COVID-19 News Round-up for September 22

Credit: AZ Big Media

Budget, Policy & Stimulus News 
Will Latest Stimulus Proposal Stop Housing Crisis? 
The $1.5B bipartisan stimulus proposal from the bipartisan House Problem Solvers Caucus offers another round of $1,200 stimulus checks and other cash assistance for those in need as the COVID-19 recession wears on. But it’s unlikely the proposal would stop a potential wave of evictions and foreclosures next year if the economy doesn’t rapidly improve. (Source: Forbes) 
Prop 208 Wealth Tax Strongly Opposed 
Business groups across Arizona are opposing Proposition 208, saying the initiative, which seeks to tax certain earners to help fund education, would actually hurt small companies at a time when they are struggling during COVID-19 shutdowns. What many voters do not realize is that a large number of small businesses in Arizona file under the individual tax code, not as corporate filers. If approved, those companies could end up slammed with nearly double the tax rate that big corporations pay. (Source: Chamber Business News) 
Department of Labor Updates Paid Leave Regulations 
In response to recent litigation, thU.S. Department of Labor revised its regulations interpreting the emergency paid leave available to employees under the Families First Coronavirus Response Act. The updated regulations address four major components of the FFCRA’s paid sick leave and expanded family and medical leave provisions for those facing issues caused by COVID-19. (Source: Snell & Wilmer) 
Economic News 
Pandemic Impacting Senior Housing Investment 
The coronavirus has made its mark on sentiments among seniors housing investors. Exclusive results from the annual NREI / NIC seniors housing investor sentiment survey highlight near-term concerns about pressures on occupancies, expenses and rent growth, while long-term views are optimistic about future performance. (Source: National Real Estate Investor)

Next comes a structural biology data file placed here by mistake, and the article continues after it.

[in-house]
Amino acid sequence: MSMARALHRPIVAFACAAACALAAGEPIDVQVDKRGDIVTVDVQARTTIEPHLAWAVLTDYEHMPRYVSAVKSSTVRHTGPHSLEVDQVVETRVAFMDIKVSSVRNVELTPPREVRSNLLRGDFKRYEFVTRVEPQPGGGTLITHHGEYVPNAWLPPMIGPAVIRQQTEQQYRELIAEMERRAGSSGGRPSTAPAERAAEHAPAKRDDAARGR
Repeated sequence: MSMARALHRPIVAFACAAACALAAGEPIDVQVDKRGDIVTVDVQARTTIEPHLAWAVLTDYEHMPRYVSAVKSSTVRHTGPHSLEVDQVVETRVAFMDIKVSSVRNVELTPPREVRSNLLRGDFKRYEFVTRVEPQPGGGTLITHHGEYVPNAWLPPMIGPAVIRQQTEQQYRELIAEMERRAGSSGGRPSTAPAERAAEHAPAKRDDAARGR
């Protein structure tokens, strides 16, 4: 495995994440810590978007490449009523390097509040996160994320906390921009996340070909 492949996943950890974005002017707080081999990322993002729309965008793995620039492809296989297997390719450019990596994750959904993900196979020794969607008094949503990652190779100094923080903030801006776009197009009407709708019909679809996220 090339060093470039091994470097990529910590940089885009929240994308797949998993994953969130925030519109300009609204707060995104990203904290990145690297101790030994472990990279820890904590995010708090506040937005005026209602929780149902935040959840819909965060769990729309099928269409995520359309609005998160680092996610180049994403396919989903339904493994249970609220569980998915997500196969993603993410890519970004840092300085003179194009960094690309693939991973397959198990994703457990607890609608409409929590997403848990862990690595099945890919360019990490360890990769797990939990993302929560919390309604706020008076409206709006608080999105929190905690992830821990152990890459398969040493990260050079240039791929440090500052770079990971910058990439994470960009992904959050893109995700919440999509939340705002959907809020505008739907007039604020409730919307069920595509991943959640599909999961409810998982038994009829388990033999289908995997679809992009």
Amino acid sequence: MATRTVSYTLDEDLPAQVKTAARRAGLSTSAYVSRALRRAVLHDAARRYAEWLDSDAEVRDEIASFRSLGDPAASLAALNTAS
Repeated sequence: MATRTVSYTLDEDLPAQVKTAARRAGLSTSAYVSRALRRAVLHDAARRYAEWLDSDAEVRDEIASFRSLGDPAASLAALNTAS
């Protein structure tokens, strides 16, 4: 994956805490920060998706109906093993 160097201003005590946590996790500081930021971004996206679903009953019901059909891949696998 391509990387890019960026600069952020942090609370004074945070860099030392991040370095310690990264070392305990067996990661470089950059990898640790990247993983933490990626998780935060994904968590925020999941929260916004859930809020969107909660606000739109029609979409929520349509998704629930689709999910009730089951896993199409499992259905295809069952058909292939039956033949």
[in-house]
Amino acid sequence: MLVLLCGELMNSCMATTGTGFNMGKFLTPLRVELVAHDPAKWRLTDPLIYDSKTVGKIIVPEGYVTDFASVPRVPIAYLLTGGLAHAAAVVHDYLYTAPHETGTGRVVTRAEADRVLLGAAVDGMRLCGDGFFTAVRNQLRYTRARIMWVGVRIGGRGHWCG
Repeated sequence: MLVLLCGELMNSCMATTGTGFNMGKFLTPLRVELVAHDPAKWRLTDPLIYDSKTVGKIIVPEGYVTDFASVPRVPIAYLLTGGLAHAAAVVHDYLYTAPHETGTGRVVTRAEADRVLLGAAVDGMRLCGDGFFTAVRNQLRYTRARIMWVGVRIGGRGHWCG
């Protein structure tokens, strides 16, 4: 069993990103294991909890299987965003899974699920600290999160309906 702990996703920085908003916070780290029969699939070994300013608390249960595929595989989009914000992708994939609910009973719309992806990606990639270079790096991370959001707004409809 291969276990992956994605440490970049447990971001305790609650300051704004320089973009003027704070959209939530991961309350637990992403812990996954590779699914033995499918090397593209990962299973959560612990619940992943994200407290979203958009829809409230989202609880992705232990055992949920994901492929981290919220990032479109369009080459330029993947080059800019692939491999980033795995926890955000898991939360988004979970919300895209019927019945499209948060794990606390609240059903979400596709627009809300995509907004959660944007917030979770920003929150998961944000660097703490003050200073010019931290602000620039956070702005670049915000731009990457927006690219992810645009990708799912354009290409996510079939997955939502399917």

Opening a Hotel in Pandemic 
In the past six months, the Valley’s hospitality industry has been turned on its side. Hotels and resorts are trying all sorts of tactics to attract people to stay at their properties while adding new measures to make sure guests are safe. But besides the hundreds of hotels and resorts already operating in the Valley before the onset of the coronavirus in the spring, dozens have since opened or were set to open in the next few months. (Source: Phoenix Business Journal) 
Valley Housing Surge May Hang Around 
The housing market in Arizona is gangbusters right now, but how long can the record-breaking sales go on? Real estate consultant Jim Belfiore said the surge could stick around into next year. The Valley has not seen such high activity in home closures for 15 years. In August 2015, the Phoenix metro area had 91 percent fewer buyers than July, Belfiore said at a recent virtual forum. (Source: Independent Newsmedia) 
Housing Crisis Hurts Landlords, Too 
In the wake of the ongoing COVID-19 public health crisis, advocates have welcomed efforts to protect those vulnerable to homelessness — but some experts are calling for more sustainable solutions. While temporary eviction protections issued by the Centers for Disease Control and Prevention, provides a reprieve for some, housing advocates have called on Congress to protect the landlords as well. Faith Schwartz, president of Housing Finance Strategies, and Lee Raagas, CEO of Skid Row Housing Trust, said CDC’s actions won’t solve the problem. (Source: Independent Newsmedia) 

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